Modbus (ASCII / RTU) over LoRaWAN Bridge

Version v0.4.1 (since 2019-07-27)
This the manual for an unreleased version of the firmware. For older revisions please refer to the version overview.

Modbus LoRaWAN Bridge on head rail

Target Measurement / Purpose

The Lobaro Modbus LoRaWAN Bridge is a low power device that can be used to communicate with Modbus Slave devices (ASCII/RTU) on a RS-485 bus over a LoRaWAN network. Modbus commands can be transmitted via Downlink message to the Bridge and are forwarded by the Bridge to the connected Slave Devices. Received responses are forwarded via LoRaWAN Uplink messages. The Modbus Bridge can also be configured to execute Modbus commands regularly and report the responses via Uplink.

The Bridge supports LoRaWAN Operation Mode Class A for power efficient operation (for long operation periods powered by battery), as well as Class C to enable short reaction time to Downlink requests.

Modbus LoRaWAN Bridge

The Modbus Bridge supports reading of all four object types that can be provided by Modbus slave devices: Coil, Discrete Input, Input Register, and Holding Register. It also supports writing values to both writable objects: Coils and Holding Registers. Multiple different slave devices on the Bus can be accessed individually by a single Bridge device. Reading intervals and register definitions can be configured very flexibly to suit individual requirements.

Typical applications for Modbus devices include reading out electric and water meters or retrieving data from environmental sensors like temperature and humidity. Industrial machines as well as solar panel installations often include a Modbus connection to supply supervision and automated operation.

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Modbus

Modbus defines four different object types form which values can be read: Coils, Discrete Inputs, Input Registers, and Holding Registers. Of those four, Coils and Holding Registers can also be written to. Coils and Discrete Inputs hold single bit values while Input Registers and Holding Registers hold 16 bit values. For values that cannot fit into 16 bit, it is customary to use multiple consecutive registers to hold the value. Modbus does not define what the bytes in the registers represent; it is up to the creator of the Modbus Slave Device to specify how to interpret the stored bits. A 16 bit register could be used to hold a single byte value, for example, or four consecutive registers could hold a double precision floating point number. Storing texts as ASCII characters is also possible. For integer numbers in particular it there is no defined byte order, nor signage definition. Because of those ambiguities it is not possible for the Lobaro LoRaWAN Bridge to understand the data read from/written to Slave Devices. All communications therefore simply forward raw Modbus Commands and Responses with their payload, as it communicated on the Bus. Any check sums (CRC16 for RTU, LRC for ASCII) are excluded from LoRaWAN communications or the Bridge's configuration, as there are other check sums in work their already.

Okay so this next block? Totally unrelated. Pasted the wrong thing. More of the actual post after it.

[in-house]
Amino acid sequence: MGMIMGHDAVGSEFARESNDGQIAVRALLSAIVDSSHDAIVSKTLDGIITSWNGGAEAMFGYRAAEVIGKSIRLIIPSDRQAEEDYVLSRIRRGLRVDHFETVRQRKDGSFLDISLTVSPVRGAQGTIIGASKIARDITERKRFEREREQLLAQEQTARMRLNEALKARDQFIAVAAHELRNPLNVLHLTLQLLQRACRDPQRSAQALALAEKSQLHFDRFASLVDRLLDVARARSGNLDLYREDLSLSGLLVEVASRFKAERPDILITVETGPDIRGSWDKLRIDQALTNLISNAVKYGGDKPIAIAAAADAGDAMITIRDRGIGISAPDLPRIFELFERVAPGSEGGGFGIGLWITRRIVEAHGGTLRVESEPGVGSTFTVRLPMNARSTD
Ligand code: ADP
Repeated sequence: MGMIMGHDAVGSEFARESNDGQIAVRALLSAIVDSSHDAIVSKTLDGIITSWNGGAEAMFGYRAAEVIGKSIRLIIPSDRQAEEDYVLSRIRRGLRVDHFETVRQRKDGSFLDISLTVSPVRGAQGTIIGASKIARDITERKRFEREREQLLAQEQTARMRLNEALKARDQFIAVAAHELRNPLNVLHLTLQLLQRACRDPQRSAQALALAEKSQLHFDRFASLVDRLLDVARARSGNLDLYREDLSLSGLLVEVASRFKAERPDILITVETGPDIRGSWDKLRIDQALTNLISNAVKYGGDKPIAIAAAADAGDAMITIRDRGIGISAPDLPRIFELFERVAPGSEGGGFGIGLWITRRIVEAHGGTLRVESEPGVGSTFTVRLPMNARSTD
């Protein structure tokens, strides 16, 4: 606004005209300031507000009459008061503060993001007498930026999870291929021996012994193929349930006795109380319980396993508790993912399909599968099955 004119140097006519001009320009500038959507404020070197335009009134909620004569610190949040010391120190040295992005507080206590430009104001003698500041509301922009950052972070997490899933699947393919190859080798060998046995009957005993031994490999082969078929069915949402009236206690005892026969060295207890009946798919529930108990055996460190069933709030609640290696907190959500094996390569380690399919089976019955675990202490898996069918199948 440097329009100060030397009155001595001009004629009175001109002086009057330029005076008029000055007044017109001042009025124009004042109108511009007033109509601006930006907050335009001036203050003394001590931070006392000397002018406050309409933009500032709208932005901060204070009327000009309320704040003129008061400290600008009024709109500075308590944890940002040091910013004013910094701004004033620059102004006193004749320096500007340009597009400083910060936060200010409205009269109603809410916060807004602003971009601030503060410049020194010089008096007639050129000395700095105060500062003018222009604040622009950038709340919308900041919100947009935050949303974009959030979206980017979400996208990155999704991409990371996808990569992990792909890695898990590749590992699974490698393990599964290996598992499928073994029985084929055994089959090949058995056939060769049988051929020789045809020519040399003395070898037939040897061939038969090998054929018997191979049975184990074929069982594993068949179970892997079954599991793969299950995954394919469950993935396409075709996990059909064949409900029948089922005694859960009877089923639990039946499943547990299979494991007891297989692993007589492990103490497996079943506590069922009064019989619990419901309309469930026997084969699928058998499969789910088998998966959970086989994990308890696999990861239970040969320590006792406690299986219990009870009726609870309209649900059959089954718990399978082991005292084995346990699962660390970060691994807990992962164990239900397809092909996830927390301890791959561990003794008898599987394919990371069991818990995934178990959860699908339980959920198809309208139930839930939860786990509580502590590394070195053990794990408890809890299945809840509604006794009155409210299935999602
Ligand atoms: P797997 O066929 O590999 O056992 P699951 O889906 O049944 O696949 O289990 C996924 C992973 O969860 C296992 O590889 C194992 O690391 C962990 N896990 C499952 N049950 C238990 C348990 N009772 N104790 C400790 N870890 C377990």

For a deeper introduction into Modbus please refer to https://en.wikipedia.org/wiki/Modbus.

Work Cycle

The Modbus LoRaWAN Bridge has a simple work cycle. It spends most of the time in a deep sleep state, to conserve energy. For every reading it wakes up for a few seconds, requests values from the connected slave devices, uploads the data via LoRaWAN, and then goes to sleep again. The following flowchart illustrates the work cycle:

graph LR; init(Init)-->check(Test Reading); check-->join(LoRaWAN Join); join-->read(Data Collection); read-->send(Data Transfer); send-->sleep("Sleep"); sleep-->|Cron expression| read;
Init
When the device starts (because it has just been connected to a power source, or after a reboot) it begins in the Init state. A quick self-check is executed; if that succeeds, the green on-board LED blinks once, slowly. After that the configuration is evaluated and checked for invalid values. If any problems are detected during Init, the device's LED will light up for three times, and the device will then reboot. If everything is okay, the device will continue with the Test Reading.